Are These Rumors About Green Roofs True?

Green roofs were once reserved for large commercial buildings, but over the past few years, they've started becoming more commonplace for residential homes, too. However, they are still so much less common than roofs made from shingles, tile, and even metal — and with their rarity comes a lot of rumors. Are these rumors about green roofs true? Keep reading to find out!

Rumor: Green roofs are new and experimental.

The Verdict: Not True

Green roofs have become really popular lately as there is a growing emphasis on eco-friendly and energy-efficient living. However, green roofs are a lot older than you might think. They've been used on commercial buildings since the 1940s. So while the idea of using green roofs on homes is just starting to be popularized, roofers have had decades to experiment with these roofs and figure out how they work.

Rumor: Green roofs require frequent watering.

The Verdict: Not True

Are you picturing yourself watering your roof with a hose or a sprinkler? Well, here's the good news: you will need to water a green roof rarely, if ever. Roofing companies plant very water-efficient plants on green roofs. Sedums, which are fleshy plants related to cacti, are often used. Sedums can go for weeks without water, so they can survive with just the natural rain. You may need to water them during a period of severe drought, but in most regions, even this occasional watering is not necessary.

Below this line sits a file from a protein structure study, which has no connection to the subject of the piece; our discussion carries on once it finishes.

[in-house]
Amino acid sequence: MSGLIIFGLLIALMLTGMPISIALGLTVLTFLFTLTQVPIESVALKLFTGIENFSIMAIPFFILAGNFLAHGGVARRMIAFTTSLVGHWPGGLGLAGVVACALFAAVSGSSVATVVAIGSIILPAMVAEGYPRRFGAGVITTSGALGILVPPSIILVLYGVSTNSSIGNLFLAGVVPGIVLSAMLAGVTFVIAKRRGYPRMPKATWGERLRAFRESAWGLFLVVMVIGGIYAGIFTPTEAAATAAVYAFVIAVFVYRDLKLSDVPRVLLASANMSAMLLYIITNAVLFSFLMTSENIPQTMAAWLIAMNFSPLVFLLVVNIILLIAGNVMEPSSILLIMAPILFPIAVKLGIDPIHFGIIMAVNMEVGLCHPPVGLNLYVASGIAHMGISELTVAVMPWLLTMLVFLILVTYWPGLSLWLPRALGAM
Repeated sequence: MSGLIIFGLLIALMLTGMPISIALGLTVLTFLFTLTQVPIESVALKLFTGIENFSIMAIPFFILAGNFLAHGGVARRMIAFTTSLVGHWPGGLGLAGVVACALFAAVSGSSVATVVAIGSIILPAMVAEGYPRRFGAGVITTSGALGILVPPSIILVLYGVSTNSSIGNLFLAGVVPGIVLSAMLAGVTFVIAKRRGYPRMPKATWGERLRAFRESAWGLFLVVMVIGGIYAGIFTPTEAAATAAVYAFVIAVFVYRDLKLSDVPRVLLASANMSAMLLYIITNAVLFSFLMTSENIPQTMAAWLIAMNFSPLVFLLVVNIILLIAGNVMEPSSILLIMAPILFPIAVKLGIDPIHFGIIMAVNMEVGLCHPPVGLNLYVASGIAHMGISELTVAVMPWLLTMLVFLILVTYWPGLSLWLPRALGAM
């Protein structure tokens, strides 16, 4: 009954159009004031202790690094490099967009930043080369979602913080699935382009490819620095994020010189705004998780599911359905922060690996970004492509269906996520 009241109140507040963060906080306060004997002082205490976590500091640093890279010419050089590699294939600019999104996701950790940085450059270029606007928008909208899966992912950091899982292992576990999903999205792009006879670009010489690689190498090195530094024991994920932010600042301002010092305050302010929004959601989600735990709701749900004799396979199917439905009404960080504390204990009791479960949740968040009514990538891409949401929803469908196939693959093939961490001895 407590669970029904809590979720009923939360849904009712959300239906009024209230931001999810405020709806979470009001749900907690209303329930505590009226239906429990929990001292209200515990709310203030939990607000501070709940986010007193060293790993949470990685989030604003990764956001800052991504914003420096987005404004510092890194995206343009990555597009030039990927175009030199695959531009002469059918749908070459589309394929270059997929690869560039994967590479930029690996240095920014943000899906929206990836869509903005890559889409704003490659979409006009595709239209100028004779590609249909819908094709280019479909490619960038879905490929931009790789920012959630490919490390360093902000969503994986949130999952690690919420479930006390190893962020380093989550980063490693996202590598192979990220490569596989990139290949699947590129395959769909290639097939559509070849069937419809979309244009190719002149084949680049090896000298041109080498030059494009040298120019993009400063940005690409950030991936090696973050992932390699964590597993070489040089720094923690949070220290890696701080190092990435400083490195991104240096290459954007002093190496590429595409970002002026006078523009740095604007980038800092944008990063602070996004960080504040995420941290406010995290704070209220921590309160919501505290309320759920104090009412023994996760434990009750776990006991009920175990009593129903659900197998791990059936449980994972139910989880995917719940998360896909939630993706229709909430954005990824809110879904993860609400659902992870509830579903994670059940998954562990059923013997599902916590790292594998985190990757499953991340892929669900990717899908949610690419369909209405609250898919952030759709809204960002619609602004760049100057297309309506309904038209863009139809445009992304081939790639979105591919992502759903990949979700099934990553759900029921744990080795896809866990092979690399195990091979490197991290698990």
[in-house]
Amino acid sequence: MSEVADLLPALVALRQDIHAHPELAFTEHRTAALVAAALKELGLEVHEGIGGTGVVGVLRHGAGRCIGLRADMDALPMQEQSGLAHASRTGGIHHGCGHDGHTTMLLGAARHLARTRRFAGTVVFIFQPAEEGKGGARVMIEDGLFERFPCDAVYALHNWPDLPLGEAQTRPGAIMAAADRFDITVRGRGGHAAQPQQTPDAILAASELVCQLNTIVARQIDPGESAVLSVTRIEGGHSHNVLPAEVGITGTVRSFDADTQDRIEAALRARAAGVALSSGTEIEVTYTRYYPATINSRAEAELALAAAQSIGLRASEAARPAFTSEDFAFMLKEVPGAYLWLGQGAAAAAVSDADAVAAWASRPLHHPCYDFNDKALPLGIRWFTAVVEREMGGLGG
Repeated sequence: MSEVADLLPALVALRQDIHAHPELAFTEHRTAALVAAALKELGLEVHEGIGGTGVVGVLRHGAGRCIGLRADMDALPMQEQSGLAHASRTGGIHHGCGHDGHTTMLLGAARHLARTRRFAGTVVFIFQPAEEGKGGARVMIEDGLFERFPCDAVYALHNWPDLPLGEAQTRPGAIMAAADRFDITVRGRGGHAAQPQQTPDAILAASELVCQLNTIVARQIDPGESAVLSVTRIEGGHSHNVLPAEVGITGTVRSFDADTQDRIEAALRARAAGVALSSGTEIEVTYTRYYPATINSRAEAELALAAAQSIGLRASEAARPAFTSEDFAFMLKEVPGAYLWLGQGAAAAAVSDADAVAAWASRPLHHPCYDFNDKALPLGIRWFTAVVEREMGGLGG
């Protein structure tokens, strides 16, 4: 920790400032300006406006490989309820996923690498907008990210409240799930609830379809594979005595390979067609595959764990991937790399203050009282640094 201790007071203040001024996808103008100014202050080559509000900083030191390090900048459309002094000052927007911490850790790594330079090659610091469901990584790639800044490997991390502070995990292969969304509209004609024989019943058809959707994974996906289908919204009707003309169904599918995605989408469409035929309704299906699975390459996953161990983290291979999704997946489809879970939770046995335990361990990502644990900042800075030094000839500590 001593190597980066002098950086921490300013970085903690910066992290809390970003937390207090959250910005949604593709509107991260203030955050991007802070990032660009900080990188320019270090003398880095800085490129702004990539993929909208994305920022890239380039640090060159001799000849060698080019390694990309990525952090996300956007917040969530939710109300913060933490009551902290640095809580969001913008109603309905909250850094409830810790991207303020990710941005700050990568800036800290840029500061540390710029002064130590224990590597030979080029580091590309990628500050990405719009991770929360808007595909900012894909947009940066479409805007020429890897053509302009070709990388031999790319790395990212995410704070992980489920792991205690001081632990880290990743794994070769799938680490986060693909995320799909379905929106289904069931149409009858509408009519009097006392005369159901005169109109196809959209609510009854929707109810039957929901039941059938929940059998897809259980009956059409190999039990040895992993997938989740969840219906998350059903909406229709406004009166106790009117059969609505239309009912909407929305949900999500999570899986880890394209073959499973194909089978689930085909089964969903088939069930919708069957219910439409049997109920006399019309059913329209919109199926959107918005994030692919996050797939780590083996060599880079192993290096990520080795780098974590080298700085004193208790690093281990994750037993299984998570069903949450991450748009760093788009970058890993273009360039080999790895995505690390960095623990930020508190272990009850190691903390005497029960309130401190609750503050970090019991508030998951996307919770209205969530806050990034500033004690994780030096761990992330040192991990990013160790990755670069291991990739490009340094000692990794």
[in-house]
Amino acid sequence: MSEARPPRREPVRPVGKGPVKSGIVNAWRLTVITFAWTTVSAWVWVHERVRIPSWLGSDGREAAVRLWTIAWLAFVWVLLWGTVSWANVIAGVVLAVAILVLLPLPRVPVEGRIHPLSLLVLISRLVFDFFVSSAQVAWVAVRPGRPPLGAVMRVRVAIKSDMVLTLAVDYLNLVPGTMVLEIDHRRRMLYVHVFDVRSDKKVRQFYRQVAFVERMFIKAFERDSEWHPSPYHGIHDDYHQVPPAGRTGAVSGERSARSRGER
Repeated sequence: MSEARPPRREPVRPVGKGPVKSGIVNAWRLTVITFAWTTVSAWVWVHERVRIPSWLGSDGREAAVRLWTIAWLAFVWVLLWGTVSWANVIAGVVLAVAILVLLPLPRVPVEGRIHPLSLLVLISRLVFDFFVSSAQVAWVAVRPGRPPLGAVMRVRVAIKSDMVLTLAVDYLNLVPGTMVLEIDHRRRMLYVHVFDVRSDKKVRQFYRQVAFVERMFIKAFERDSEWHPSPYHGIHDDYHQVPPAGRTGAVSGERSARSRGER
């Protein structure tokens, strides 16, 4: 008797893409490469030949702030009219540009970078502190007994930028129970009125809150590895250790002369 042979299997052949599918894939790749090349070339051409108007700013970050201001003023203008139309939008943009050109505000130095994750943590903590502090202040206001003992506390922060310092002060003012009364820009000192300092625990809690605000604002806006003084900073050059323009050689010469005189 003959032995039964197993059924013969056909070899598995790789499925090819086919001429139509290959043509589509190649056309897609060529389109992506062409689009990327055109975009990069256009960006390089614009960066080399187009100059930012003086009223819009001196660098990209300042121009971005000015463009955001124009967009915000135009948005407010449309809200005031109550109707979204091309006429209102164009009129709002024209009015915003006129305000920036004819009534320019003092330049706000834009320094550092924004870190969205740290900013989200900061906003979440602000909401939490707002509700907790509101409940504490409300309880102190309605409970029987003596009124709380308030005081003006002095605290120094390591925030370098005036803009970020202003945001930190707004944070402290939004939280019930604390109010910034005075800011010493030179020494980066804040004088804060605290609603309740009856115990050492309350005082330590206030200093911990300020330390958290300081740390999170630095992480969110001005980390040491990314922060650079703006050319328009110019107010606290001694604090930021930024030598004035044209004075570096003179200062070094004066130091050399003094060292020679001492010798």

Rumor: Green roofs are too heavy for most homes.

The Verdict: Not Usually True

There may be some homes that are not able to be topped with a green roof. However, this is rare. Most homes can be modified to support this type of roof if they are not already able to do so. Your roofer may need to add some extra supports or change the slope of the roof, but these are things that any roofer installing green roofing should be able to do confidently.

Rumor: Green roofs are bad for people with allergies.

The Verdict: Not Usually True

If you are allergic to a lot of plants, the idea of planting more of them on your roof may be daunting. But most people do not have allergies to the sedums used on roofs. If you suspect you may have a rare allergy to sedums, ask your roofer for a sample of the plants they plan to use, and spend some time around them to see if you suffer symptoms. 

Hopefully you now have a better understanding of green roofs! Find a roofing contractor in your area who installs these roofs; they can help you.

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